HE'S got the world No.1 ranking, two Wimbledon crowns ... and now a knighthood.
But the title Sir Andy Murray still craves but has so far eluded him is "Australian Open champion”.
The 29-year-old Brit has made the final at Melbourne Park five times - in 2010, 2011, 2013, 2015 and 2016 - without success.
Four of those defeats have been at the hands of his greatest rival Novak Djokovic, who will this year be aiming for a record seventh major in the Victorian capital.
Due to their respective histories at the first grand slam tournament of the year and his win over Murray in the final of the Qatar Open in Doha last week, Djokovic has been installed as favourite to again hold the Norman Brookes Challenge Cup.
Djokovic has beaten Murray at the Australian Open five times in total - also getting the better of him in a semi-final in 2012.
But, having been at the peak of his powers for the past six months - and on top of the world for the past 10 weeks since usurping Djokovic as No.1 - Murray is confident of finally conquering Down Under, even if the hunter has suddenly become the hunted.
"I don't feel like I have mental hurdles now,” Murray told The Times. "I feel like I'm past that, to be honest.”
For 'Sir Andy', it's just a matter of executing correctly - something he was reminded of during his latest stoush with "The Djoker” in the Middle East.
"I think I just need to work on my offensive game,” said Murray, who won an ATP-best nine titles in 2016.
"Against Novak (in Doha) I was actually pretty good when I started moving forward, dictated quite a few points, but not as much as I would have liked.
"I was maybe a little bit too far behind the baseline at times.
"There's not loads that I need to work on, I feel like I'm playing good tennis, moving well. A few specifics and I will be all right.”
Djokovic, also 29, will of course have other ideas. Melbourne Park has, after all, become the Serb's own personal happy hunting ground since he broke through for a maiden major there in 2008.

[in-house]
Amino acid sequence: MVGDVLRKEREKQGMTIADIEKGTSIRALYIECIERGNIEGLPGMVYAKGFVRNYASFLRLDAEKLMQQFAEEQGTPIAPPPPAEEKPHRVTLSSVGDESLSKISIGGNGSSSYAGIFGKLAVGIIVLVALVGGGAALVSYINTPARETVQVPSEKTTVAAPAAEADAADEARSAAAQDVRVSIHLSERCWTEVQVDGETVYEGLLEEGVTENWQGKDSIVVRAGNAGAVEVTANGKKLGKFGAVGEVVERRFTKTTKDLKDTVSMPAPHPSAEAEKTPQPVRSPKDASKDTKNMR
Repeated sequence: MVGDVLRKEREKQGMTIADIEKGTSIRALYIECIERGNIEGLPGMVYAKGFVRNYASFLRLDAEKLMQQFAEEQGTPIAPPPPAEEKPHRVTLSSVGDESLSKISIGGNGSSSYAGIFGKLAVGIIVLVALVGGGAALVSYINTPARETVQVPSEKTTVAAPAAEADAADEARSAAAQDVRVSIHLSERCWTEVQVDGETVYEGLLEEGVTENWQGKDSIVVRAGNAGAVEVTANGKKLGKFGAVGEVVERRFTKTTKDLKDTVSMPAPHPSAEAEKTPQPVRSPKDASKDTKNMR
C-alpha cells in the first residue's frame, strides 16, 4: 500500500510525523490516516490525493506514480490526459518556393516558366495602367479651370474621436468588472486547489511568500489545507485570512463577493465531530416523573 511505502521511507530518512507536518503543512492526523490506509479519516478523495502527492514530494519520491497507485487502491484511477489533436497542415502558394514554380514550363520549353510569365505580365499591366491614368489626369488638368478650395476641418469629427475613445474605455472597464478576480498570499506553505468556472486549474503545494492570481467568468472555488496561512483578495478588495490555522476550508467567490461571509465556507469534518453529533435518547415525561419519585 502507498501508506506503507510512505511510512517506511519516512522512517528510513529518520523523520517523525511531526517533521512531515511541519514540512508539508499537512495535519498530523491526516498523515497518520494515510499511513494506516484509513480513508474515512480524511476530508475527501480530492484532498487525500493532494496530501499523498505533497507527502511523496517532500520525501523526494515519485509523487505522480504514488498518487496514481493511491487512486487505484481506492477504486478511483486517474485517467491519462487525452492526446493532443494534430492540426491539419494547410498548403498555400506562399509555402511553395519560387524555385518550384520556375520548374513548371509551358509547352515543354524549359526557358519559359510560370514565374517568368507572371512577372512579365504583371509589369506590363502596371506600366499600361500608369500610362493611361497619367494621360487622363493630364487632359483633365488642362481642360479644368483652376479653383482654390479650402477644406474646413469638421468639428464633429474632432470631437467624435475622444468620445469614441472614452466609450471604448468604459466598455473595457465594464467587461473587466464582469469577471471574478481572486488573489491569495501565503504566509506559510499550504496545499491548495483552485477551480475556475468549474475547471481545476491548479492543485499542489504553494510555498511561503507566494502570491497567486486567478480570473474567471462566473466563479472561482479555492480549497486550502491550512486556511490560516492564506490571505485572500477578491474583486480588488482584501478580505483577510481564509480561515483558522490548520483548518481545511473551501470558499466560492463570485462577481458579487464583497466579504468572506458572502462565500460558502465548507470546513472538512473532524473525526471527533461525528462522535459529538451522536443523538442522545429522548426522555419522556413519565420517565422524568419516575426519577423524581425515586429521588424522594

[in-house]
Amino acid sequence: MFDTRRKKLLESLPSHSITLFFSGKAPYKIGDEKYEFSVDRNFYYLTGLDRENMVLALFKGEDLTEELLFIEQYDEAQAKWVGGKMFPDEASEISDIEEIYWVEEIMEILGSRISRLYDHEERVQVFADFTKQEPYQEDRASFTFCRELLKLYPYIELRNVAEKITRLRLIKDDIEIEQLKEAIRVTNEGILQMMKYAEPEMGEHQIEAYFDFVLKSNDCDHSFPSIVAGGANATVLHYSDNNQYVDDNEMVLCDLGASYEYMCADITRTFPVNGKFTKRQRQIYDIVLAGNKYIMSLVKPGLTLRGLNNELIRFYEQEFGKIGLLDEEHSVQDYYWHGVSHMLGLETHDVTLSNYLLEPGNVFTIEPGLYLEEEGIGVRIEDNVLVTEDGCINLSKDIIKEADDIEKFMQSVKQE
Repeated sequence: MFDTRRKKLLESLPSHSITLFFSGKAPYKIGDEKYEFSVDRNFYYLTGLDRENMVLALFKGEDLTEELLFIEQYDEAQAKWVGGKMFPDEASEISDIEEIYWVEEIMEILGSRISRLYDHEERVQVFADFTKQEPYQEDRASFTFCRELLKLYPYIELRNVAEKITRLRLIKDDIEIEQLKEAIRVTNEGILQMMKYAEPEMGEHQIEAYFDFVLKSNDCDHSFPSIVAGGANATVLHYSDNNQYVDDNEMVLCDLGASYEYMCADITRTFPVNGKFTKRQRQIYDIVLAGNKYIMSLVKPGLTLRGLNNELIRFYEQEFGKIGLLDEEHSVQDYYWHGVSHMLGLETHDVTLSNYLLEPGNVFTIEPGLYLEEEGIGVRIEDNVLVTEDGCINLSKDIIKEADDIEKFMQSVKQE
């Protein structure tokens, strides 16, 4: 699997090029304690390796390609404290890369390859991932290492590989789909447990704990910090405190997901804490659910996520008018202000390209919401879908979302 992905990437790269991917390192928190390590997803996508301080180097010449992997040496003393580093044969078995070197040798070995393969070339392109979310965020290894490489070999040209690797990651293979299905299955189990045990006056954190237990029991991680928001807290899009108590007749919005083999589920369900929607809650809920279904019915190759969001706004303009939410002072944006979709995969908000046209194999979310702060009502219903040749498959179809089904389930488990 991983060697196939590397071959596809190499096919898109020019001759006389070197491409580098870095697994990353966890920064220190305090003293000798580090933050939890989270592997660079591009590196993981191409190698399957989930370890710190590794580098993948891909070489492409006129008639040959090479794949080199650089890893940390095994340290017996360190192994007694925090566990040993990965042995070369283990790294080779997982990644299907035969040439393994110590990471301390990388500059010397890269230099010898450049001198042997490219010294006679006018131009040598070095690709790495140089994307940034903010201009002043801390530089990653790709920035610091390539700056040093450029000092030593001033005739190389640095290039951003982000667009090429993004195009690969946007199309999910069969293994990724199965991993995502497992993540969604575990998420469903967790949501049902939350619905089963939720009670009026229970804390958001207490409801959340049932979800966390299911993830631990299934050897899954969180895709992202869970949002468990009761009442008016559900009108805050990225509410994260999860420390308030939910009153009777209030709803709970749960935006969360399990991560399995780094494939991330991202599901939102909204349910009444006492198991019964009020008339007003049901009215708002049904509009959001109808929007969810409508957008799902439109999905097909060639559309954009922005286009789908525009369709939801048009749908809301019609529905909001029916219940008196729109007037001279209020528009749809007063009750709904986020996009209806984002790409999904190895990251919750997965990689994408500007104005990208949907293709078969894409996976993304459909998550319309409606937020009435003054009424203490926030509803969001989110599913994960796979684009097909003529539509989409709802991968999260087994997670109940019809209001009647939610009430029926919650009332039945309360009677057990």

He's lost only once in Melbourne in the past six years - a quarter-final to eventual champion Stan Wawrinka in 2014 - for an incredible 57-6 (90.5%) record.
Djokovic, who matched Roy Emerson's record of six titles (1961, 1963-67) in Melbourne last year, will have regained confidence from his 6-3 5-7 6-4 victory against Murray last week, which gave him an overall 25-11 ascendency between the pair.
"Andy has absolutely deserved to be the No.1 in the world. He's had a tremendous and special last six months of 2016,” said Djokovic, who would need to win the tournament and Murray to be bundled out in the quarters to take back the No.1 ranking he held for 122 straight weeks, and 223 all up, before being overtaken in November.
"This year we've already played a thrilling match and I'm looking forward to our rivalry and many matches to come. In terms of my feelings in coming to Melbourne for the last five or six years, it's pretty much the same.
"I'm very pumped, if I may say, to do well. It's the beginning of the season and we already have our first grand slam.
"I'm not the only one who is excited but it definitely gives me a lot of goosebumps to come back.”
The Australian Open will be far from a two-horse race however, with third-seeded Milos Raonic and fourth-seeded Stan Wawrinka both clear and present dangers.
Wawrinka won the last major, the US Open, to add to his 2014 Australian title, while Raonic was a semi-finalist last year before reaching the final of Wimbledon.
BRIT'S BAD RUN
Andy Murray's losing Australian Open finals
2010 - Federer d Murray 6-3 6-4 7-6 (13-11)
2011 - Djokovic d Murray 6-4 6-2 6-3
2013 - Djokovic d Murray 6-7 (2-7) 7-6 (7-3) 6-3 6-2
2015 - Djokovic d Murray 7-6 (7-5) 6-7 (4-7) 6-3 6-0
2016 - Djokovic d Murray 6-1 7-5 7-6 (7-3)